Ohio overwhelmingly rejects prescription drug initiative, Issue 2

Prescription Painkillers

FILE – In this Aug. 5, 2010, file photo, a pharmacy technician poses for a picture with hydrocodone and acetaminophen tablets, also known as Vicodin, at the Oklahoma Hospital Discount Pharmacy in Edmond, Okla. Federal health regulators will bolster warning labels on the most widely used prescription painkillers, part of a multi-pronged federal effort to […]

Ohio voters overwhelmingly rejected a ballot issue, which aimed to control the price state agencies pay for prescription drugs.

The Associated Press called the race at 8:18pm Tuesday.

With 6.64% of precincts reporting, the vote currently stands at:

  • 101,043 voting YES on the measure (20.48%)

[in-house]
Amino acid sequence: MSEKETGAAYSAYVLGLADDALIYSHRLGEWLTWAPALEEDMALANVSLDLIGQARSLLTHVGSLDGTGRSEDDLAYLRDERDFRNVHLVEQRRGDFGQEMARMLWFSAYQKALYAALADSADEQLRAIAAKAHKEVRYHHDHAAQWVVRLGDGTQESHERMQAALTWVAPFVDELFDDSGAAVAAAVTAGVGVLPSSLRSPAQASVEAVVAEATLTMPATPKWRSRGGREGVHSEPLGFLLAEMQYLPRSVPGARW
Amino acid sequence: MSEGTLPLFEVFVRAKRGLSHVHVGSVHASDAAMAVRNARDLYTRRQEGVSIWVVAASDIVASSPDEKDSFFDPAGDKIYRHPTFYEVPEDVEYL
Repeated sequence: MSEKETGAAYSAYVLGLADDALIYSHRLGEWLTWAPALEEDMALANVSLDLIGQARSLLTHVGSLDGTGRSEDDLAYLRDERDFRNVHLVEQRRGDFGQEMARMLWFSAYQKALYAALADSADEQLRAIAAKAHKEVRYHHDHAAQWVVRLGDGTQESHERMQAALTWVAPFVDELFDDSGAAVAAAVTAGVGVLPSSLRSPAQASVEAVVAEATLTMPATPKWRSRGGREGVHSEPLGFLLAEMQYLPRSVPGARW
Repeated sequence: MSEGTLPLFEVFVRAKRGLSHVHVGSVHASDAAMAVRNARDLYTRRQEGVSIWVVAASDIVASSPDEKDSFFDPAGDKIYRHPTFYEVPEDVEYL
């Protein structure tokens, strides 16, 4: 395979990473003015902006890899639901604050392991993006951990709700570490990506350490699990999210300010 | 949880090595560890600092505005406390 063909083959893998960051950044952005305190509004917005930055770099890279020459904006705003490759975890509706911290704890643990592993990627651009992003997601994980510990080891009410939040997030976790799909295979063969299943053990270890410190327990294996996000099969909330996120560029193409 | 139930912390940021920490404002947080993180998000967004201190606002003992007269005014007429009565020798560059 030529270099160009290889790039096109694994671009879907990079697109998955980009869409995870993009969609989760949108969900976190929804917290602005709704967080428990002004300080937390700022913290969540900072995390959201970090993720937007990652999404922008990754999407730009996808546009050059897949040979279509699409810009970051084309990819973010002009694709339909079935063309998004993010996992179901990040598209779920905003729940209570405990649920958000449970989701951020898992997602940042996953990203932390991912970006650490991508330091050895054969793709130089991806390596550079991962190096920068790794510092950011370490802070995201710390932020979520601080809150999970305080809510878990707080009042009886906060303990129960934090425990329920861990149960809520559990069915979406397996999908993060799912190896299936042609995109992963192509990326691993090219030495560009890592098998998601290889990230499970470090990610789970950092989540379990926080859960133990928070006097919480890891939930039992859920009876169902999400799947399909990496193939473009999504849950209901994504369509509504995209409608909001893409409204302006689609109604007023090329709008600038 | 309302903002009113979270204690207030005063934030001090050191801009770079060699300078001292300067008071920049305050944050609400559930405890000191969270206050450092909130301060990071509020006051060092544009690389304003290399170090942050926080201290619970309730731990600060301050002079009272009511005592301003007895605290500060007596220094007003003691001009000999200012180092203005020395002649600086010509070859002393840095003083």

• 392,263 voting NO on the measure (79.52%)

The Ohio Drug Price Relief Act seeks to curb prescription drug prices paid by the state for prisoners, injured workers and poor people.

The citizen-initiated measure would have required the state to pay no more for prescription drugs than the Department of Veterans Affairs’ lowest price, which is often deeply discounted.

Supporters, led by the California-based AIDS Healthcare Foundation, say it would save the state millions and could force the industry to reduce prices elsewhere. An opposition campaign funded by the pharmaceutical industry says it would reduce access to medicines and raise prices for veterans and others.

Reported spending has already topped $65 million, making Issue 2 the most expensive ballot campaign in state history.

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